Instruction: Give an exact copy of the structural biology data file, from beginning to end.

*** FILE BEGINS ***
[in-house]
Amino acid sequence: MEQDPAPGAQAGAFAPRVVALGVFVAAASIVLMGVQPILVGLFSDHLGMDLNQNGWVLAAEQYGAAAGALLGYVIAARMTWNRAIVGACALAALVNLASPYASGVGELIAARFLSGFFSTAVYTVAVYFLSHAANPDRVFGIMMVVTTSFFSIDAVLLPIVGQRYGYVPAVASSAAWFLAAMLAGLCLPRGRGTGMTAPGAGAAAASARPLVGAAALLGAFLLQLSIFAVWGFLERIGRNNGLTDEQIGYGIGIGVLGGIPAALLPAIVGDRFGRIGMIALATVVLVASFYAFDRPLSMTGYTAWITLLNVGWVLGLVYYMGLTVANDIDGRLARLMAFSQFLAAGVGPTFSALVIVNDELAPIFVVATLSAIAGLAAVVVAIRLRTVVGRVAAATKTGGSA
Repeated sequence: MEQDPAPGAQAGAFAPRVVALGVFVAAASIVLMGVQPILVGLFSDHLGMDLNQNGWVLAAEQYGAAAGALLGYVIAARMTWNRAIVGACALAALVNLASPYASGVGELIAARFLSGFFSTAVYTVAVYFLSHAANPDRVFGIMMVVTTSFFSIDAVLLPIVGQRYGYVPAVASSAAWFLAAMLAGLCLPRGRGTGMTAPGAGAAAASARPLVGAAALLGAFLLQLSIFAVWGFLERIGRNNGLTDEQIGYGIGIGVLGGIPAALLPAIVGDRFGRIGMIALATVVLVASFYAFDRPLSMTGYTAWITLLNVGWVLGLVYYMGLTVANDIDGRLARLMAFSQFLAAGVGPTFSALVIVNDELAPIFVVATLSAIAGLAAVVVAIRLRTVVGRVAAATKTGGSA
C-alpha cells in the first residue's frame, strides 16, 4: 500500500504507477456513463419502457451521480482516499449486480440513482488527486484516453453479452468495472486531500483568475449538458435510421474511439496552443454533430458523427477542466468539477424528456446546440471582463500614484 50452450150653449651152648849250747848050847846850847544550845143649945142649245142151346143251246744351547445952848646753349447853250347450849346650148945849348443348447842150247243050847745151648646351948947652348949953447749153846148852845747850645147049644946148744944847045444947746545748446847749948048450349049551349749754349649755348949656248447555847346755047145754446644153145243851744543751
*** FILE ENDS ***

[in-house]
Amino acid sequence: MEQDPAPGAQAGAFAPRVVALGVFVAAASIVLMGVQPILVGLFSDHLGMDLNQNGWVLAAEQYGAAAGALLGYVIAARMTWNRAIVGACALAALVNLASPYASGVGELIAARFLSGFFSTAVYTVAVYFLSHAANPDRVFGIMMVVTTSFFSIDAVLLPIVGQRYGYVPAVASSAAWFLAAMLAGLCLPRGRGTGMTAPGAGAAAASARPLVGAAALLGAFLLQLSIFAVWGFLERIGRNNGLTDEQIGYGIGIGVLGGIPAALLPAIVGDRFGRIGMIALATVVLVASFYAFDRPLSMTGYTAWITLLNVGWVLGLVYYMGLTVANDIDGRLARLMAFSQFLAAGVGPTFSALVIVNDELAPIFVVATLSAIAGLAAVVVAIRLRTVVGRVAAATKTGGSA
Repeated sequence: MEQDPAPGAQAGAFAPRVVALGVFVAAASIVLMGVQPILVGLFSDHLGMDLNQNGWVLAAEQYGAAAGALLGYVIAARMTWNRAIVGACALAALVNLASPYASGVGELIAARFLSGFFSTAVYTVAVYFLSHAANPDRVFGIMMVVTTSFFSIDAVLLPIVGQRYGYVPAVASSAAWFLAAMLAGLCLPRGRGTGMTAPGAGAAAASARPLVGAAALLGAFLLQLSIFAVWGFLERIGRNNGLTDEQIGYGIGIGVLGGIPAALLPAIVGDRFGRIGMIALATVVLVASFYAFDRPLSMTGYTAWITLLNVGWVLGLVYYMGLTVANDIDGRLARLMAFSQFLAAGVGPTFSALVIVNDELAPIFVVATLSAIAGLAAVVVAIRLRTVVGRVAAATKTGGSA
C-alpha cells in the first residue's frame, strides 16, 4: 500500500504507477456513463419502457451521480482516499449486480440513482488527486484516453453479452468495472486531500483568475449538458435510421474511439496552443454533430458523427477542466468539477424528456446546440471582463500614484 50452450150653449651152648849250747848050847846850847544550845143649945142649245142151346143251246744351547445952848646753349447853250347450849346650148945849348443348447842150247243050847745151648646351948947652348949953447749153846148852845747850645147049644946148744944847045444947746545748446847749948048450349049551349749754349649755348949656248447555847346755047145754446644153145243851744543751